It's fascinating to watch Wilson and Plume with their friends, which is how the film opens. They have to keep straight faces while Jeff (Tom McCarthy, "Duplicity") or Fred ('Modern Family's' Ty Burrell) parrots back lazy media parroting of Bush sanctioned information which they know is not true. Except, as is seen when his wife is outed, Wilson can't quite keep a lid on, calling a buddy who posits a theoretical question about a twitchy Muslim on a plane a racist. (It should be noted that although Wilson gets hot and bothered by lies, corruption and ignorance, Penn gives a very controlled and understated performance here, one of his best ever which unfortunately may be overlooked because he's not sputtering or a Boston mobster or gay.)
Wilson, who is trying to launch a consulting business, is now a househusband caring for young twins and a bit put out by his wife's heavy and secretive travel schedule. Plame has just been promoted to oversee the CIA's investigation into WMDs and is hard at work to contact the scientists who worked Hussein's nuclear program back in the 90's. She secures the nervous cooperation of Zahraa (Liraz Charhi), a medical doctor who agrees to travel to Iraq and question her brother, Hammad (Khaled Nabawy, "Kingdom of Heaven"). Meanwhile, Valerie's bosses ask her if her husband would do them a favor and check out a piece of intelligence involving Niger. Her immediate supervisor, Jack (Michael Kelly, "Changeling"), asks that she sign a letter of recommendation to sew up the deal, for which Wilson will not be paid. We follow his opposite-of-glamorous trip and his logic in asserting that there is no way Niger could have produced the yellowcake they are accused of selling to Iraq. After his report's been turned in, Valerie and CIA staff meet with Joe Turner (Kristoffer Ryan Winters), who has written a report about tubes found in Iraq that he claims are pieces of a nuclear warhead but which everyone else in the room clearly does not believe. But the CIA keep getting visited by Scooter Libby (David Andrews, "A Walk to Remember," "Dear John"), looking for WMD confirmation from Cheney's office and soon they hear Turner is briefing the President. Then the media follows and Wilson retaliates. Valerie is frozen out of the CIA just as she's getting Hussein's former nuclear scientists and their families out of the country - they're stranded instead, now a target (and all had reported back that any Iraqi nuclear program was dismantled in the early 90's - Hammad's been reduced to working at a fertilizer company).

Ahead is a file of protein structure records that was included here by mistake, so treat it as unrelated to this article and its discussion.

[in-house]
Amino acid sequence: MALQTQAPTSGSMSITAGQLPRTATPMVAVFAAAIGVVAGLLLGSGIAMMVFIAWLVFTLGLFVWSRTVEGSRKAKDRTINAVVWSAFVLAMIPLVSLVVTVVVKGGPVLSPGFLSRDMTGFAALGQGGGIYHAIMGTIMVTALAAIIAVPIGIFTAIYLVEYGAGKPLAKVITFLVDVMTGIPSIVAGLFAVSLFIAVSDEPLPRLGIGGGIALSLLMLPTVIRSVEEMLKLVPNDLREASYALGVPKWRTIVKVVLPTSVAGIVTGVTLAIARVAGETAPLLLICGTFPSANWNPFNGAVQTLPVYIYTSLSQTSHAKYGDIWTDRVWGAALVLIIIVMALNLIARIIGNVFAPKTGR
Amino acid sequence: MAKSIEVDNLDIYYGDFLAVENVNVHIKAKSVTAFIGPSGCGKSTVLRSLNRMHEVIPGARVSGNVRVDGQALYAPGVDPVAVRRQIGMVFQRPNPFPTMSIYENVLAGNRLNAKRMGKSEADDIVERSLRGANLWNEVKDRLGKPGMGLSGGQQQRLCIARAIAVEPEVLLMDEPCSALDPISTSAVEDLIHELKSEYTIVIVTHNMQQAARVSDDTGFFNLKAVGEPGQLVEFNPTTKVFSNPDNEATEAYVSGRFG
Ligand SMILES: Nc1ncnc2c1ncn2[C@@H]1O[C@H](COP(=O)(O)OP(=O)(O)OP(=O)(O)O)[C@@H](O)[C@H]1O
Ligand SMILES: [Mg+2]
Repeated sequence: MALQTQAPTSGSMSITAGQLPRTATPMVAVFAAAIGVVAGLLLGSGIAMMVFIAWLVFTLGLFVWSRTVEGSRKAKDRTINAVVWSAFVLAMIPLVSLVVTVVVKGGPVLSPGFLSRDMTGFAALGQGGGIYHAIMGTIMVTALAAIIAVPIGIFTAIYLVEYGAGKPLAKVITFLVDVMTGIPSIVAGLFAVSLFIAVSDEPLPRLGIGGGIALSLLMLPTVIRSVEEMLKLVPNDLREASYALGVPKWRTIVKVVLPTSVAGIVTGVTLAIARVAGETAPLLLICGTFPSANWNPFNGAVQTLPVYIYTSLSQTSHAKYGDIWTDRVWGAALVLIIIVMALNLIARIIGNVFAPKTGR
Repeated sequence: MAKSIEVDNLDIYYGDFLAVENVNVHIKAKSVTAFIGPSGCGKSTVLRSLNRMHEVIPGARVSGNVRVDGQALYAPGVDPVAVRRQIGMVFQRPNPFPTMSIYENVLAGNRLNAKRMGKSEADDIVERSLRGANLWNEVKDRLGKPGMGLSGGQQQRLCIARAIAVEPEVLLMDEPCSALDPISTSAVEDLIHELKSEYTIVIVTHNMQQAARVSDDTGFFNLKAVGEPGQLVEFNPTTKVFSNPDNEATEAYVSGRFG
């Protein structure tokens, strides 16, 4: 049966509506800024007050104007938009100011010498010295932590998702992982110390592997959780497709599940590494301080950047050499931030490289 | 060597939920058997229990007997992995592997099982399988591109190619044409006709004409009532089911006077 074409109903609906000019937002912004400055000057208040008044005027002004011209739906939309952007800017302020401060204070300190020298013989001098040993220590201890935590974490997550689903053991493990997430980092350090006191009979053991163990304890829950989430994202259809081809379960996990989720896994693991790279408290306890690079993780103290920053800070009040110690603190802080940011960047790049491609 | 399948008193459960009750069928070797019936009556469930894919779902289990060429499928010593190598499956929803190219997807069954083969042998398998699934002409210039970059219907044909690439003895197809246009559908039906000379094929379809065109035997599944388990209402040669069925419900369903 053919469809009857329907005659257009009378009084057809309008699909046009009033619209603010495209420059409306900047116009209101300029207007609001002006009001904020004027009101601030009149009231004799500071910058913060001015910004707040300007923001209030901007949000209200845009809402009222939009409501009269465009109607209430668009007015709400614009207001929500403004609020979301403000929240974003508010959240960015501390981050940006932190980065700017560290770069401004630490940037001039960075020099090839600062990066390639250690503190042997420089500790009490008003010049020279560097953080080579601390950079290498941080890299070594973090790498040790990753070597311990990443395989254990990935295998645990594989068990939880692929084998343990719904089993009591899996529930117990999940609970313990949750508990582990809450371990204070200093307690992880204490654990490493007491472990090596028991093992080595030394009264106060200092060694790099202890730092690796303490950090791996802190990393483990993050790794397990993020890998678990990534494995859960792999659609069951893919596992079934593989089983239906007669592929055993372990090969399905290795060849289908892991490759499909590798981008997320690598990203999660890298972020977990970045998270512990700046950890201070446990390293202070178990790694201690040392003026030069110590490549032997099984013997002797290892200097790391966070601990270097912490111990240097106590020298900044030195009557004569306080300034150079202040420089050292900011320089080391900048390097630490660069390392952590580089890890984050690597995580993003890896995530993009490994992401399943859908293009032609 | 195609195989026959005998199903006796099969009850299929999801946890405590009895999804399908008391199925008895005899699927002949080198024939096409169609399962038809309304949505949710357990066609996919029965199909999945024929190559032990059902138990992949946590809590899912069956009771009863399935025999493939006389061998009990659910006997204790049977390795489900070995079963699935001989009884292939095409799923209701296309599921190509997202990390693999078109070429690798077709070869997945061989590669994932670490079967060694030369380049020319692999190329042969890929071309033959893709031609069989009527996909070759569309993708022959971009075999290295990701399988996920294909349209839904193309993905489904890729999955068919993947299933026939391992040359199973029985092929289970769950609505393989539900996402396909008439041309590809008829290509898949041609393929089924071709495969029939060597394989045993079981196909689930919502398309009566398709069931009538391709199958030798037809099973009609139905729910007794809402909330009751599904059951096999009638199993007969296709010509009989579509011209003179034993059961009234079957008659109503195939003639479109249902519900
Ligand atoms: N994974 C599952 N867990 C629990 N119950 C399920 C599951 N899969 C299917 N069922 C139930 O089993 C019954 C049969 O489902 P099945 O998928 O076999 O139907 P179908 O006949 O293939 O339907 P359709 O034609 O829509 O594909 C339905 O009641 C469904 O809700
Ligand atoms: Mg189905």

The strain put upon the Wilson/Plame marriage - Wilson fights back publicly while his wife remains loyal to the CIA - almost ends it and the film's third act indicts not only the White House insiders who seek to discredit them but the media who fall right into step (the media who both accuse Plame of ordering her husband's trip and of only being a secretary without ever noting their own contradiction). The filmmakers find all kinds of subtle parallels to weave through the film, making its message richer. Joe tells a college crowd about how he was the last U.S. official to speak with Hussein and how the leader told him he'd rather kill a friend by mistake than allow an enemy to live, a statement Wilson says makes the man a monster. How neatly Hussein's words foreshadow the Bush Administration's actions towards Wilson's wife. Wilson and Plame are brilliant dramatic counterparts themselves, Joe into democracy in all its idealism, Valerie a realist more conversant with secret acts behind the scenes.
Penn and Watts, playing their second on screen married couple, are terrific together. Penn, who has the thickest head of hair I've ever seen on a human being, makes full use of it for the Beethoven-like mop sported by Wilson, giving him a slight dishevelment at odds with his business suits that compliment his more stay-at-home status. As Joe, he's forceful but not loud, righteous but not proactively aggressive. Watts is quieter, more measured as Plame, a stiff upper lip lifer who's slow to realize just what personal harm has been done her. She walks that fine line that leaves blame towards Joe's actions in the air without being wielded as accusation. Support is chock full of fine character actors like Brooke Smith ("The Silence of the Lambs) and Jessica Hecht ("Dan in Real Life," "Whatever Works") in tiny roles as Plame friends and Bruce McGill and Noah Emmerich as CIA officials. Sam Shepard has a pivotal scene as Valerie's career military dad. Michael Kelly is cold as ice as Valerie's CIA super.
Liman's film is realistically understated in look. Basement CIA offices show signs of former wall hangings. The Wilson/Plame household is well do to but obviously the home of young twins. D.C. skies tend towards grey. The film contains real life news footage and wraps satisfactorily with the real life Plame's testimony to Congress in 2007 about the covert nature of her former job.